Pete Wargent blogspot

Co-founder & CEO of AllenWargent property buyer's agents, offices in Brisbane (Riverside) & Sydney (Martin Place), and CEO of WargentAdvisory (providing subscription analysis, reports & services to institutional clients).

4 x finance/investment author - 'Get a Financial Grip: a simple plan for financial freedom’ (2012) rated Top 10 finance books by Money Magazine & Dymocks.

"Unfortunately so much commentary is self-serving or sensationalist. Pete Wargent shines through with his clear, sober & dispassionate analysis of the housing market, which is so valuable. Pete drills into the facts & unlocks the details that others gloss over in their rush to get a headline. On housing Pete is a must read, must follow - he is one of the better property analysts in Australia" - Stephen Koukoulas, MD of Market Economics, former Senior Economics Adviser to Prime Minister Gillard.

"Pete Wargent is one of Australia's brightest financial minds - a must-follow for articulate, accurate & in-depth analysis." - David Scutt, Business Insider, leading Australian market analyst.

"I've been investing for over 40 years & read nearly every investment book ever written yet I still learned new concepts in his books. Pete Wargent is one of Australia's finest young financial commentators." - Michael Yardney, Australia's leading property expert, Amazon #1 best-selling author.

"The most knowledgeable person on Aussie real estate markets - Pete's work is great, loads of good data and charts, the most comprehensive analyst I follow in Australia. If you follow Australia, follow Pete Wargent" - Jonathan Tepper, Variant Perception, Global Macroeconomic Research, and author of the New York Times bestsellers 'End Game' and 'Code Red'.

"Pete's daily analysis is unputdownable" - Dr. Chris Caton, Chief Economist, BT Financial.

Wednesday, 26 April 2017

Core inflation misses target...again

Inflation up a bit (base effect)

Headline inflation missed expectations of a 0.6 per cent increase in rising by 0.5 per cent in the March 2017 quarter.

This was obviously some way stronger than the negative -0.2 per cent print for the prior year comparative period, and as a result the annual headline inflation rate increased to 2.1 per cent. 

It seems that the risk of deflation - if there ever was one - has passed for now, and the Reserve Bank of Australia (RBA) may at least take a little bit of comfort in the inflation rate trending higher. 


Interestingly this means that real wages 'growth' is now negative. 

The quarterly gains were largely driven by a widely anticipated 5.7 per cent increase in the price of automotive fuel, while electricity prices rose by 2.5 per cent.  


However, nearly 40 per cent of the CPI basket recorded declining prices over the quarter, including travel, fruit, and furniture prices, and inflationary pressures overall were still subdued. 

A trawl through the sub-indices shows that a range of items are at their cheapest level in around three decades, including women's clothing and household electrical items, among other categories.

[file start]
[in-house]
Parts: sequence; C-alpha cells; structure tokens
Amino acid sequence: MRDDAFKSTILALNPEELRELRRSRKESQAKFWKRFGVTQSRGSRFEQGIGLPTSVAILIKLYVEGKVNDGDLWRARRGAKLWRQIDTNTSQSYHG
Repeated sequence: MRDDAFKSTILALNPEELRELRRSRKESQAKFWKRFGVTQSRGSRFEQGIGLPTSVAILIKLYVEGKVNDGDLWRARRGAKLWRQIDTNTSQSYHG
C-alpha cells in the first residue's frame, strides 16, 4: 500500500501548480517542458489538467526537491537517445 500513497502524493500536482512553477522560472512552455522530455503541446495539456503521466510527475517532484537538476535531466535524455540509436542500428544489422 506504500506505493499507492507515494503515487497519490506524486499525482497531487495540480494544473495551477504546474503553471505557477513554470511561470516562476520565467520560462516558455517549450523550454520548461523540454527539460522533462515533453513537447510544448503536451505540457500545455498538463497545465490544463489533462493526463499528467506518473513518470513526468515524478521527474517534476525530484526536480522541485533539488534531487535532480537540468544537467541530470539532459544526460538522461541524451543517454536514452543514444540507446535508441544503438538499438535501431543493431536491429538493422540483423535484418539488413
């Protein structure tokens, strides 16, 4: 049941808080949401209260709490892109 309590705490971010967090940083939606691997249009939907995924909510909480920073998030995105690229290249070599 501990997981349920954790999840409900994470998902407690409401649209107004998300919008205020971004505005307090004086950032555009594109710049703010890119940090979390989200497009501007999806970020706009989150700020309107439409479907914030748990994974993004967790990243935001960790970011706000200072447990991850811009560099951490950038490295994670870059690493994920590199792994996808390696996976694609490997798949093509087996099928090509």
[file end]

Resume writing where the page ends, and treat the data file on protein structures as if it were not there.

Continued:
Consumer price inflation was notably higher in Sydney and Melbourne - in the middle of the target range - than in the resources capitals. 

Rates on hold

The prices of non-tradables goods were up by 2.6 per cent over the year, while tradables inflation was still very low at 1.3 per cent. 

To be fair this represents a reasonable pick-up in non-tradeables inflation, but this may well prove to be temporary. 


Underlying inflation misses again

More importantly, the annual core measures of inflation continued to miss the 2 to 3 per cent target range for the fifth consecutive quarter. 

The trimmed mean (0.48 per cent) and weighted median (0.38 per cent) readings were again very weak in the March quarter, even after the seasonal adjustments were applied. 

And despite a moderate upwards revision to the trimmed mean reading, both core measures were still well below target year-on-year at just 1.86 and 1.65 per cent respectively.


RBA credibility

Overall, despite the uptick in the headline rate of inflation, this was another soft reading for the core measures.

And as the terms of trade begin to decline again through 2017 - in turn hurting earnings and wages growth - there appears to be a good chance that core inflation continues to deviate from target on the downside for even longer than it already has.

I only read 3 or 4 media pieces on today's inflation data, and strangely all of them noted that inflation wasn't yet high enough to lead to rate hikes (to re-iterate: inflation has missed target for five quarters on the downside).

This is arguably an indictment of the RBA.

Having a stated 2 to 3 per cent inflation target can work as a stable nominal anchor, but not if people start believing that the RBA is unconcerned about undershooting the target range.

And now some are clearly doubting the Reserve Bank's commitment to meeting the inflation target, which is precisely what should not happen.

Perhaps if the Governor disagrees with the media 'hot takes' he will infer so in due course, so watch this space...

Anyway, the cash rate seems likely to be on hold for a while to come, but realistically there remains more chance of a cut this year than a hike.